• Automotive. Around 85% of Canada’s auto production is exported every year10 – and exports to Europe have much to gain under CETA. EU tariffs of up to 4.5% have been removed from auto parts imported from Canada, while tariffs have also been removed from vehicles such as tanks, fire-fighting vehicles and tractors. Tariffs on other vehicles are being phased out gradually by 2024. Figures from Global Affairs show that exports of motor vehicles and parts increased by 96% between Q4 2017 and Q2 2018.11

Results so far

While CETA is not yet fully in force, figures published last year by the Government of Canada showed that the treaty was already beginning to deliver results. Between Q4 2017 and Q2 2018, two-way trade of goods and services was up 6.1% year-on-year to $110.6 billion.12 Much of this was the result of greater goods and services imports from the EU, with Canada importing $63.8 billion – 10.3% more than in the same period before CETA. The ability to import goods at lower prices comes as an advantage for Canadian businesses importing from European suppliers. For Canadian exports, progress has been slower with an 0.7% increase overall.13 That said, Canadian services exports to the EU increased by 4.8%14 to $13.3 billion between Q4 2017 and Q2 2018. Meanwhile, data from Global Affairs indicates that exports to EU countries excluding the UK have risen by 6.9%,15 suggesting that CETA is already playing a role in diversifying Canada’s trading relationships into additional EU markets. And certain goods have seen significant growth – such as aluminum exports, which have grown by 206%.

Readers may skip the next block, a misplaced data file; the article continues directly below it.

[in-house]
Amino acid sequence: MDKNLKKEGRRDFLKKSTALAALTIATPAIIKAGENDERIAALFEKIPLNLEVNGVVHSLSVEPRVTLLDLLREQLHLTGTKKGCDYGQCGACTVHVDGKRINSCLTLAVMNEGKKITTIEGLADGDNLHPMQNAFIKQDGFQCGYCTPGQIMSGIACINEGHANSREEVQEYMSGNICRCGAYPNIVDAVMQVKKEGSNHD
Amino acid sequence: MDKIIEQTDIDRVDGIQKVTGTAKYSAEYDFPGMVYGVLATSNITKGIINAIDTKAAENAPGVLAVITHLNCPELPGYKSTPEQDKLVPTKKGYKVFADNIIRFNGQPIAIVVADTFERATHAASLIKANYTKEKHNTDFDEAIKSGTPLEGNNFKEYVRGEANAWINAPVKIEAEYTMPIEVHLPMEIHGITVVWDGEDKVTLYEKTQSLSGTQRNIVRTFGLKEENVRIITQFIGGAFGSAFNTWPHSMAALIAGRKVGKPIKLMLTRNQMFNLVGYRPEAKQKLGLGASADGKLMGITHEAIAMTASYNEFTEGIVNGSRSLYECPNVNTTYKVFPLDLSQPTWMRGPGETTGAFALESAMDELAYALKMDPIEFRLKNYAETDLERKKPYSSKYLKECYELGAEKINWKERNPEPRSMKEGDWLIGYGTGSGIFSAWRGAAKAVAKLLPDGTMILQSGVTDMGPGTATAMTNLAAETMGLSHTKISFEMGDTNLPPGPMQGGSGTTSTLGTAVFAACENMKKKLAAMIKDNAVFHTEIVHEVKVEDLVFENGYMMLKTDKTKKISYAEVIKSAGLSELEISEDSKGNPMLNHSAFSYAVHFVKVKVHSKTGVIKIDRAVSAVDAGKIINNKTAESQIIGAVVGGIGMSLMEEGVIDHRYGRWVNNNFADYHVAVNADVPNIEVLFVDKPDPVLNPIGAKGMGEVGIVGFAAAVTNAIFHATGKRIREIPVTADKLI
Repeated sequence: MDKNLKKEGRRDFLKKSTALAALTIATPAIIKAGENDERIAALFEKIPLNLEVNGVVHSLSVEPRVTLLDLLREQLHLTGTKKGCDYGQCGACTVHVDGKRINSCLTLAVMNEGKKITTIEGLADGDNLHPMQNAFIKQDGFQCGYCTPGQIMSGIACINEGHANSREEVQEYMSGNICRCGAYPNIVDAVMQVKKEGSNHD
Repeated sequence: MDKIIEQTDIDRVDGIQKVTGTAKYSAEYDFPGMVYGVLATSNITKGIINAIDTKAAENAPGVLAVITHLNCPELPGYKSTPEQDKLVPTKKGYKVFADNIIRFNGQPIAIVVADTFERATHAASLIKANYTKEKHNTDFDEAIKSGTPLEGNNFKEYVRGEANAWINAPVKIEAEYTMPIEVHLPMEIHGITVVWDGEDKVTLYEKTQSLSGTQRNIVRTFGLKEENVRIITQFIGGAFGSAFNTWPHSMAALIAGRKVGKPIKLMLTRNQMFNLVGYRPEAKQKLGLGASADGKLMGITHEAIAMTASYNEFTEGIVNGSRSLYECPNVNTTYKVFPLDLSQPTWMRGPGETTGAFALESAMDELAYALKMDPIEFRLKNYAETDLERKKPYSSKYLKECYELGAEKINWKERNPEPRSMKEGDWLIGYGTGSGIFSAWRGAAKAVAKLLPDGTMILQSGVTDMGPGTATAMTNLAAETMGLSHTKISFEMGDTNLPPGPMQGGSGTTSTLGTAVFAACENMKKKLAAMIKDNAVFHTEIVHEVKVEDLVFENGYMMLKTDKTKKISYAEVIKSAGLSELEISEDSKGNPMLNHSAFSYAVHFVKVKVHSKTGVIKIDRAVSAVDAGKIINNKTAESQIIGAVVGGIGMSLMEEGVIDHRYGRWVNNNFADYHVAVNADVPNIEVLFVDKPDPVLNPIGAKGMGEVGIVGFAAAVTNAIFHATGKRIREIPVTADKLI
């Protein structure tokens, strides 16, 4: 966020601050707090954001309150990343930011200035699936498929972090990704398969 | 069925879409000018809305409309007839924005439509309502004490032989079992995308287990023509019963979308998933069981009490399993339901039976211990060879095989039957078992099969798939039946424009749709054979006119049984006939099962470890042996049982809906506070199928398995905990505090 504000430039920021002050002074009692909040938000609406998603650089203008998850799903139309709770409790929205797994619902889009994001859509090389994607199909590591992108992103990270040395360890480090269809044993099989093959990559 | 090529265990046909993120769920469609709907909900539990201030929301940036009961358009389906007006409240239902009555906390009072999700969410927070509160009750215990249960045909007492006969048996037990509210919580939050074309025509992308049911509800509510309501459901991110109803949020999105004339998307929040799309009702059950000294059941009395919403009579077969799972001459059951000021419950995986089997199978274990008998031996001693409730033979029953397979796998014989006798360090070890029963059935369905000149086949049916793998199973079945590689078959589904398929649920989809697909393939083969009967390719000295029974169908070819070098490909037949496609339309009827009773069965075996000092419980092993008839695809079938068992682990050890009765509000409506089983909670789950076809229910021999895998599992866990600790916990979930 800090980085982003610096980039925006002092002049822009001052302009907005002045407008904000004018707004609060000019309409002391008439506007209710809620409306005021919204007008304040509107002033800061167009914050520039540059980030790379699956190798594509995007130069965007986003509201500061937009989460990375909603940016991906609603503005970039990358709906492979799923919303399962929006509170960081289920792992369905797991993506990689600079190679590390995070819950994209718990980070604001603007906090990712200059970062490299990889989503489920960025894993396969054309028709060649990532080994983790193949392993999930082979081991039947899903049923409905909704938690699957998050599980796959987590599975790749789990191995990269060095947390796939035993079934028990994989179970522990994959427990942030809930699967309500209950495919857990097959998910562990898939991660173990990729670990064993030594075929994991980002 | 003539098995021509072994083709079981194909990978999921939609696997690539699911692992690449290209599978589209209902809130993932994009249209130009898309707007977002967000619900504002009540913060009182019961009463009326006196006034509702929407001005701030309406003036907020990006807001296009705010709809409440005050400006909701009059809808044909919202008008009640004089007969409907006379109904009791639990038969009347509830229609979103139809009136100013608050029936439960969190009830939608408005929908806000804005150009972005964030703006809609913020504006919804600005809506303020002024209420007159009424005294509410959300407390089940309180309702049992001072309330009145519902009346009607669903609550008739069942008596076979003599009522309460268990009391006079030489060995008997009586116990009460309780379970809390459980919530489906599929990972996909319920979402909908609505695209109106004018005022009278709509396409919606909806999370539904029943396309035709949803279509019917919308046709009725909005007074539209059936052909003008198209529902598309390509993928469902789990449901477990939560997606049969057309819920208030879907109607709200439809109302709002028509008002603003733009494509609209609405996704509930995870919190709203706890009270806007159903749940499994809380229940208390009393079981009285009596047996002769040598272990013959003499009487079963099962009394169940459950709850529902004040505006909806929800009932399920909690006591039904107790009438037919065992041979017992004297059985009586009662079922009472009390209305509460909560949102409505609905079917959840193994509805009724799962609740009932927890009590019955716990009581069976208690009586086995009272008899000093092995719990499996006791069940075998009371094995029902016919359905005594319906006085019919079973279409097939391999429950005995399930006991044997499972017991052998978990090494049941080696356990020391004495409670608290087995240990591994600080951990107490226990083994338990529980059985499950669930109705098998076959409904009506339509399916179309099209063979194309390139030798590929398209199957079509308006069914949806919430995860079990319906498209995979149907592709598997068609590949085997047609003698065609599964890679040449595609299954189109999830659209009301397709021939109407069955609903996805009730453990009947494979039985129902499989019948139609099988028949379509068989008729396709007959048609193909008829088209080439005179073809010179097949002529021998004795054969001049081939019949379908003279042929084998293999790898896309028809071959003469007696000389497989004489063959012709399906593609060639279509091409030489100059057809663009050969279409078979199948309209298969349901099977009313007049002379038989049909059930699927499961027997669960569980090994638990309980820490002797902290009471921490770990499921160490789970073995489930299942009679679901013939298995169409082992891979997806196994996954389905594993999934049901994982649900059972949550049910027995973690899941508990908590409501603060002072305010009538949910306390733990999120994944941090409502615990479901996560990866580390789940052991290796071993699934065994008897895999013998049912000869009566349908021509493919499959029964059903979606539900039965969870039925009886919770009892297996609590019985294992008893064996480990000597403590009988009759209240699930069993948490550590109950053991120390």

Harnessing the opportunities

It is likely that more Canadian firms will seek to take advantage of the treaty in the coming years. Indeed, figures from TNS Kantar indicate that 42% of Canadian firms expect that CETA will have a positive effect on their businesses.16

Given the provisions of the treaty, companies across many sectors will be able to compete increasingly effectively with companies from markets which do not benefit from a similar trade agreement with the EU. This will give Canadian businesses the opportunity to export into a greater number of EU countries than in the past. Businesses also have much to gain as a result of new labour mobility provisions and the ability to bid on public procurement contracts.

Daniel Leslie, Senior Vice President, Head of Client Coverage & Deputy Head of Commercial Banking, HSBC Bank Canada, explains the relevance of the deal: “I see it as an extremely important trade agreement for Canada and the European Union. Consistently what we see is companies that do business abroad and internationally grow faster than other companies that maintain a domestic presence.”

With a distinct network in Europe, HSBC is committed to supporting Canadian firms as they seek to harness these opportunities for growth:

  • Operations in 34 markets and physical presence in 19.
  • Network covering 99% of European payment flows and 90% of global trade flows.